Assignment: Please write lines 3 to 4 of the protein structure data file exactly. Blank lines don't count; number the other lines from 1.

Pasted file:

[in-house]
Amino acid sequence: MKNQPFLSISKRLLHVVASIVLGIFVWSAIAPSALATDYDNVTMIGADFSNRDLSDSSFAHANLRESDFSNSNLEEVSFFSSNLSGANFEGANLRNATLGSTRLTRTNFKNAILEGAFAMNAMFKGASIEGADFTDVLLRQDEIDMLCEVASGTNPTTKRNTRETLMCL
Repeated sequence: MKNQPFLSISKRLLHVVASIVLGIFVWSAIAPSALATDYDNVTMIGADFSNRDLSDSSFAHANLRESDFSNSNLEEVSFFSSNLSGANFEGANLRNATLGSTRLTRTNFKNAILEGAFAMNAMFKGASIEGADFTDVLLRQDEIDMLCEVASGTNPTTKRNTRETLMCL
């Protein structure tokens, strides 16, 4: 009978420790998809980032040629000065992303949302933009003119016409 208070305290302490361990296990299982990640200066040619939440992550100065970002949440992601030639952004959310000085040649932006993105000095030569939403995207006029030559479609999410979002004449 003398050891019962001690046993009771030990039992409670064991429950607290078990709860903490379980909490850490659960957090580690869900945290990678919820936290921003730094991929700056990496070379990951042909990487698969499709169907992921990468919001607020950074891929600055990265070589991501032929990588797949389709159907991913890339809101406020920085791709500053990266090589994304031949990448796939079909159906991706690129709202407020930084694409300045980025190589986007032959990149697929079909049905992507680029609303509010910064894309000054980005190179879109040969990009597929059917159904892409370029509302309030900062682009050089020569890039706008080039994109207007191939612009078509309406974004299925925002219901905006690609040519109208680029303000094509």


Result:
Repeated sequence: MKNQPFLSISKRLLHVVASIVLGIFVWSAIAPSALATDYDNVTMIGADFSNRDLSDSSFAHANLRESDFSNSNLEEVSFFSSNLSGANFEGANLRNATLGSTRLTRTNFKNAILEGAFAMNAMFKGASIEGADFTDVLLRQDEIDMLCEVASGTNPTTKRNTRETLMCL
């Protein structure tokens, strides 16, 4: 009978420790998809980032040629000065992303949302933009003119016409 208070305290302490361990296990299982990640200066040619939440992550100065970002949440992601030639952004959310000085040649932006993105000095030569939403995207006029030559479609999410979002004449 003398050891019962001690046993009771030990039992409670064991429950607290078990709860903490379980909490850490659960957090580690869900945290990678919820936290921003730094991929700056990496070379990951042909990487698969499709169907992921990468919001607020950074891929600055990265070589991501032929990588797949389709159907991913890339809101406020920085791709500053990266090589994304031949990448796939079909159906991706690129709202407020930084694409300045980025190589986007032959990149697929079909049905992507680029609303509010910064894309000054980005190179879109040969990009597929059917159904892409370029509302309030900062682009050089020569890039706008080039994109207007191939612009078509309406974004299925925002219901905006690609040519109208680029303000094509």